Court Denies NFLPA’s Motion, Which Fails to Answer Key Questions

Aug 29, 2008

A federal judge from the Northern District of California has denied the NFL Players Association’s motion for summary judgment in a case in which the NFLPA has been sued by former NFL players, who claimed the NFLPA breached a contract as well as its fiduciary duty when it came to fairly distributing licensing revenues associated with the plaintiffs’ images, likenesses, and names.
In so ruling, the court wrote that “the retired players have a common interest in determining what their Group Licensing Agreements rights were during the period in question. There continues to exist a genuine issue of material fact as to whether the GLAs guaranteed retired players something more than empty promises.”
By way of background, the NFLPA serves as the union for NFL players. Nearly all active NFL players give the NFLPA the right to market their names and images pursuant to the NFLPA’s collective bargaining agreement with the league. The National Football League Players Incorporated, doing business as Players Inc., is a subsidiary of the NFLPA, which is responsible for marketing and licensing. Players Inc. purports to market active and retired players by licensing their images for purposes such as trading cards, video games, television and radio programming, personal appearances, autograph signings, internet sites, and events.
The plaintiffs are retired professional football players. Retired NFL players are given the opportunity to join the NFLPA by paying annual dues. The NFLPA offers a “Retired Players Group Licensing Program” (or GLA) in which the NFLPA offers third parties the right to license the images, likenesses, and names of retired players.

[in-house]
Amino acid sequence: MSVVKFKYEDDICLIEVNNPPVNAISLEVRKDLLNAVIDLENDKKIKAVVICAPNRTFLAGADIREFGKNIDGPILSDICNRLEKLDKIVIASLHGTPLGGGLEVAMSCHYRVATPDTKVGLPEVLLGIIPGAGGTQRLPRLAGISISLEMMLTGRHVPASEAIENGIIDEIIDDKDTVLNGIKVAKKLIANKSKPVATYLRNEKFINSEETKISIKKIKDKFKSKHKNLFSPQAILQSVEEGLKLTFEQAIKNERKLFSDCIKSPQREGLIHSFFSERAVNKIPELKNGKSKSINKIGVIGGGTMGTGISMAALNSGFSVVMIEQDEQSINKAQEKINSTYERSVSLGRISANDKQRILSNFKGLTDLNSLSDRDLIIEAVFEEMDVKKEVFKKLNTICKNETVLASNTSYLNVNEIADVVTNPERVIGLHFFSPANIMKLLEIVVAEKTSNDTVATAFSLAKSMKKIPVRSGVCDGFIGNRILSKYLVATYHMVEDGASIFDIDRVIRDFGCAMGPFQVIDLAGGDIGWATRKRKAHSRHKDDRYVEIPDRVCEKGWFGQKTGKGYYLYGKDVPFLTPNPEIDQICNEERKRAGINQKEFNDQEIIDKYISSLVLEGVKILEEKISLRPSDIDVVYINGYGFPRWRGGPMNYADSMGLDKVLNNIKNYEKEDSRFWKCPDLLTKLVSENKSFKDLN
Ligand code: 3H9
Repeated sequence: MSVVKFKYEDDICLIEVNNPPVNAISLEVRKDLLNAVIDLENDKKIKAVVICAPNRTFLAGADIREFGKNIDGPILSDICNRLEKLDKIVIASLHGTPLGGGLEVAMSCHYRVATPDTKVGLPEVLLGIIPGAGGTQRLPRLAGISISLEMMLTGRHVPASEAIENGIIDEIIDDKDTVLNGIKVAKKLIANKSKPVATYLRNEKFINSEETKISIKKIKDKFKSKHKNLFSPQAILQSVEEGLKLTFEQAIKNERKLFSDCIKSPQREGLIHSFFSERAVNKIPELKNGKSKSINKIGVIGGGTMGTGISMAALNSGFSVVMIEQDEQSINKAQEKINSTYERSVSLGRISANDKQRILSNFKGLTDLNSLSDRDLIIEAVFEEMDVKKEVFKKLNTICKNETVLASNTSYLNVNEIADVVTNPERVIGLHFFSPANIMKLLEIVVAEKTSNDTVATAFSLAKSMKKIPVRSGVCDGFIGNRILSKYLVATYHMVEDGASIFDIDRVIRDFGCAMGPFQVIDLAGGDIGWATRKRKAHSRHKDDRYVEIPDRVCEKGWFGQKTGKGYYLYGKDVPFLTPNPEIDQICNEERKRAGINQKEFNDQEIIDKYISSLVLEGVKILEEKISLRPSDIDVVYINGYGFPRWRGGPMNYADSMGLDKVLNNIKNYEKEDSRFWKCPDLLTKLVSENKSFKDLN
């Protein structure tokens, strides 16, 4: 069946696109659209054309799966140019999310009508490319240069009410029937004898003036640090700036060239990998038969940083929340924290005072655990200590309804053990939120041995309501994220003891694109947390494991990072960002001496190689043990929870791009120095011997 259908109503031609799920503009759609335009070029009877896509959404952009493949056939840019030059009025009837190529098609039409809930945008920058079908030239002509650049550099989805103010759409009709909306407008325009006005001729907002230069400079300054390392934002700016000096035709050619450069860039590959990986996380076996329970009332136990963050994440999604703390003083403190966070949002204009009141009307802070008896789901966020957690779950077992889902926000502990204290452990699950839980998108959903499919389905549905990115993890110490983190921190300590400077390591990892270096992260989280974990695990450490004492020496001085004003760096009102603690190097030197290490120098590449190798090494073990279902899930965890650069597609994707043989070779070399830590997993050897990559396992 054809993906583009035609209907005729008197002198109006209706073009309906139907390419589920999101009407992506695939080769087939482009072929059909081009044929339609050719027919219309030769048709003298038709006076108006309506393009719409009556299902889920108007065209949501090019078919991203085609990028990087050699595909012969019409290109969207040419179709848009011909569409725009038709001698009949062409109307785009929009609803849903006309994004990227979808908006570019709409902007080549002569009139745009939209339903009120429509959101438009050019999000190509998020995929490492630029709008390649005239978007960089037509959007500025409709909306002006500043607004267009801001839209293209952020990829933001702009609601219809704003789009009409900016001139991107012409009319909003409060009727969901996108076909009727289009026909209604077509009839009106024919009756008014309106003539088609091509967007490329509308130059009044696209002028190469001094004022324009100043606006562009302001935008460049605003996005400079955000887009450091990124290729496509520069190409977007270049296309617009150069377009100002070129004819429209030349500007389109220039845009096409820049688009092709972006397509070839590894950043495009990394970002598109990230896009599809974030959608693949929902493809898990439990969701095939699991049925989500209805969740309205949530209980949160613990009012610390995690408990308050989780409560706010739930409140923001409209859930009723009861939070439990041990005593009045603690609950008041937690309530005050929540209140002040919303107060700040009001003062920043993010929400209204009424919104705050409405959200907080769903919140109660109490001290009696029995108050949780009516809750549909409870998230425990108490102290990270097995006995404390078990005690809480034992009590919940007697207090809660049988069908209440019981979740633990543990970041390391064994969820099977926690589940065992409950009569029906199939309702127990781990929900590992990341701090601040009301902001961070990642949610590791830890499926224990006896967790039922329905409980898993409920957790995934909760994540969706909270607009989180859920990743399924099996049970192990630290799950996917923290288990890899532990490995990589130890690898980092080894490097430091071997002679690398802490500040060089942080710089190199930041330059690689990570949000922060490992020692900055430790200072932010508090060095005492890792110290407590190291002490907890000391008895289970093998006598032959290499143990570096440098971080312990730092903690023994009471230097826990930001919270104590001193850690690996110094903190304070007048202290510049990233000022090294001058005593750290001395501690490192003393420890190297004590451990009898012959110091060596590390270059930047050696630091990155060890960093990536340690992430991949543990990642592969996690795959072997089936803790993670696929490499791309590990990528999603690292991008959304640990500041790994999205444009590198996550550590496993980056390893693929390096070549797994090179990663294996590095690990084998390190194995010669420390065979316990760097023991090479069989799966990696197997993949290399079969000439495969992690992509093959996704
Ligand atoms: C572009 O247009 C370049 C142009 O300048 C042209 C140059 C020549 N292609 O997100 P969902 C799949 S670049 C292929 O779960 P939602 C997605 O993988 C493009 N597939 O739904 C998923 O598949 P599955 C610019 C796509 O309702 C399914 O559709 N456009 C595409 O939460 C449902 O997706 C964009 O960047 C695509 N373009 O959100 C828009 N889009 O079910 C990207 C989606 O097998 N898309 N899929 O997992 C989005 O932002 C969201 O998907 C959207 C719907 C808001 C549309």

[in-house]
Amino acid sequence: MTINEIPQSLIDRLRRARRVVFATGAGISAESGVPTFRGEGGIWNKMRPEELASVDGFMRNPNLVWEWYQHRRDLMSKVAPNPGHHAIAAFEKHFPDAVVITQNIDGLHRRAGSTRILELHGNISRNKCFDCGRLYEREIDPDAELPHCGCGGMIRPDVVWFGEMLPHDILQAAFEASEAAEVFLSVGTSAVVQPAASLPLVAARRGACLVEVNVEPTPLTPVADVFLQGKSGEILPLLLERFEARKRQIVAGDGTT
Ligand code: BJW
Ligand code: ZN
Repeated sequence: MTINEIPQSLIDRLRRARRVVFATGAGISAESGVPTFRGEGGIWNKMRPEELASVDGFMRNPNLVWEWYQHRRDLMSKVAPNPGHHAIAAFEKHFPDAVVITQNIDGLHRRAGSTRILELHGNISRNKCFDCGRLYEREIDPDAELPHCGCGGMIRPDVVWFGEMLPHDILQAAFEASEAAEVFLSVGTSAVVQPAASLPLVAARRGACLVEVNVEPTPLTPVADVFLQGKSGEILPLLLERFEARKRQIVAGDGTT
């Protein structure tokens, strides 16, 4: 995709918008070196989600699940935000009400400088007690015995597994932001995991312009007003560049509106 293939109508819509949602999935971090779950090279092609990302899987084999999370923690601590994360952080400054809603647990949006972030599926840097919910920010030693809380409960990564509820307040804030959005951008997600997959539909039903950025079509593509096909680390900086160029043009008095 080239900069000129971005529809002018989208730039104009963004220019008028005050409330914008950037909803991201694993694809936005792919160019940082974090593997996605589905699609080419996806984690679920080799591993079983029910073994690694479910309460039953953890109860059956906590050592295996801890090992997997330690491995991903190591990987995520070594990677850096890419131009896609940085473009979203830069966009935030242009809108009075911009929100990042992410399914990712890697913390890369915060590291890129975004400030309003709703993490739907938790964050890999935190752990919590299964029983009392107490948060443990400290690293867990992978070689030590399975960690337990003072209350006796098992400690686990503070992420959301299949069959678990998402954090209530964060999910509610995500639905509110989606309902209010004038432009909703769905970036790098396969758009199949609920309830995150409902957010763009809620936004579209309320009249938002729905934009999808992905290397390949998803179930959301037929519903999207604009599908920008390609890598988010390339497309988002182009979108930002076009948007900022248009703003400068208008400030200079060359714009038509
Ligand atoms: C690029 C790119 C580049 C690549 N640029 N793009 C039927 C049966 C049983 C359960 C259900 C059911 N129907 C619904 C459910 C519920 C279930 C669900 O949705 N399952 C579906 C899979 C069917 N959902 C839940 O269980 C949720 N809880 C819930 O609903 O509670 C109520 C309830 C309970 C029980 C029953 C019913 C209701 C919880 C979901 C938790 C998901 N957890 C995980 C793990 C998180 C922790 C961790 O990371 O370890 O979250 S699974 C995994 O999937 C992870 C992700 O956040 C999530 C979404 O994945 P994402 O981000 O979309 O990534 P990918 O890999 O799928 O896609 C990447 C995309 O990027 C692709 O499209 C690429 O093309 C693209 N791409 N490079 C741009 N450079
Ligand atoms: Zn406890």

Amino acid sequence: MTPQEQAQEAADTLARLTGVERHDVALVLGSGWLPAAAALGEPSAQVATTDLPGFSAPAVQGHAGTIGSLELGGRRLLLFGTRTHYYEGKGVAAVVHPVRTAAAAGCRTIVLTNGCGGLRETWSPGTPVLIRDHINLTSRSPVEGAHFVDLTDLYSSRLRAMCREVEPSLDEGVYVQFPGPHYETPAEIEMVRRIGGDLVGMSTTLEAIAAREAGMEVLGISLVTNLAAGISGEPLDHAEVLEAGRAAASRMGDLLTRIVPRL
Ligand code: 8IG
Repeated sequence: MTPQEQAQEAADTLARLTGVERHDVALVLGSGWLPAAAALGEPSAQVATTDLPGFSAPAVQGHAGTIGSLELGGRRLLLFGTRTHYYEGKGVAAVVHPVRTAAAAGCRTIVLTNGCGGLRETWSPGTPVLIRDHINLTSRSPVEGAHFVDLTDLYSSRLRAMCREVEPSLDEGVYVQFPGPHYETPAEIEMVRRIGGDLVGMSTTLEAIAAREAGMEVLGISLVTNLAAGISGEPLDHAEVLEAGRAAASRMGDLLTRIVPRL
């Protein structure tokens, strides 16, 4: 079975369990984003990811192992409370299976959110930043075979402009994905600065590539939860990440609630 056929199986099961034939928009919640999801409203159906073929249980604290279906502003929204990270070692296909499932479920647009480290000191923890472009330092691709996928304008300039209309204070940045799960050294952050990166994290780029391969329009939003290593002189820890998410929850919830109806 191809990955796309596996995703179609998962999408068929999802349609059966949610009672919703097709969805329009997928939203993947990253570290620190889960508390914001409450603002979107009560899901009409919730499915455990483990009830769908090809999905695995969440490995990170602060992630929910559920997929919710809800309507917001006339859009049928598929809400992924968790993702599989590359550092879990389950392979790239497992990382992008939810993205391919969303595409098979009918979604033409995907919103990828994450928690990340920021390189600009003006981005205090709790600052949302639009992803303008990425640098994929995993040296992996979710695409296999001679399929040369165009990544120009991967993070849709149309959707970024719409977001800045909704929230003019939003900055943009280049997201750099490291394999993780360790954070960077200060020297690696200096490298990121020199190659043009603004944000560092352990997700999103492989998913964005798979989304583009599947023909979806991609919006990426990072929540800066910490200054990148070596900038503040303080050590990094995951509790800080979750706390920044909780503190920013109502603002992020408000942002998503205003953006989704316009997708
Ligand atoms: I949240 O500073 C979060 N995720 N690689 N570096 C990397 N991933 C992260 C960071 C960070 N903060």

The plaintiffs that signed a GLA contend that they received no revenue from the arrangement and that the NFLPA “breached a fiduciary duty owed to its retired members by withholding information about benefits to which those members might have been entitled and by failing to pursue licensing opportunities on their behalf, even though the NFLPA held itself out to represent its members in such a capacity.”
In its motion for summary judgment the NFLPA argued that there “was no evidence to support the allegations” that the plaintiffs were not compensated.
The judge tipped his hand at the beginning of his analysis, labeling the GLA “a masterpiece of obfuscation (that) raises more questions than it answers” and that the defendant’s motion for summary judgment “does not adequately answer those questions.”
Bernard Paul Parrish et al v. National Football League Players Association et al; N.D. Cal. No. C 07-00943 8/6/08
Attorneys of Record: {for plaintiffs) Noel Scott Cohen, Ronald Stanley Katz, LEAD ATTORNEYS, Manatt Phelps & Phillips, LLP, Palo Alto, CA; Ryan S. Hilbert, LEAD ATTORNEY, Manatt Phelps & Phillips, Palo Alto, CA; Claire Elise Goldstein, Weil, Gotshal & Manges, LLP, Redwood Shores, CA. (for defendants) Elizabeth A. Maley, Jeffrey L. Kessler, LEAD ATTORNEYS, Christopher Hurd, David G. Feher, David L. Greenspan, Eamon O’Kelly, Eric Laufgraben, Jeffrey S. Rugg, Marc Edelman, Molly Donovan, Dewey Ballantine LLP, New York, NY; Bruce S. Meyer, Weil Gotshal & Manges LLP, New York, NY; Jane Marie Guthrie, Dewey Ballantine, East Palo Alto, CA; Joseph Richard Wetzel, Weil Gotshal & Manges LLP, Redwood [*2] Shores, CA; Kenneth L. Steinthal, Weil Gotshal & Manges, New York, NY.


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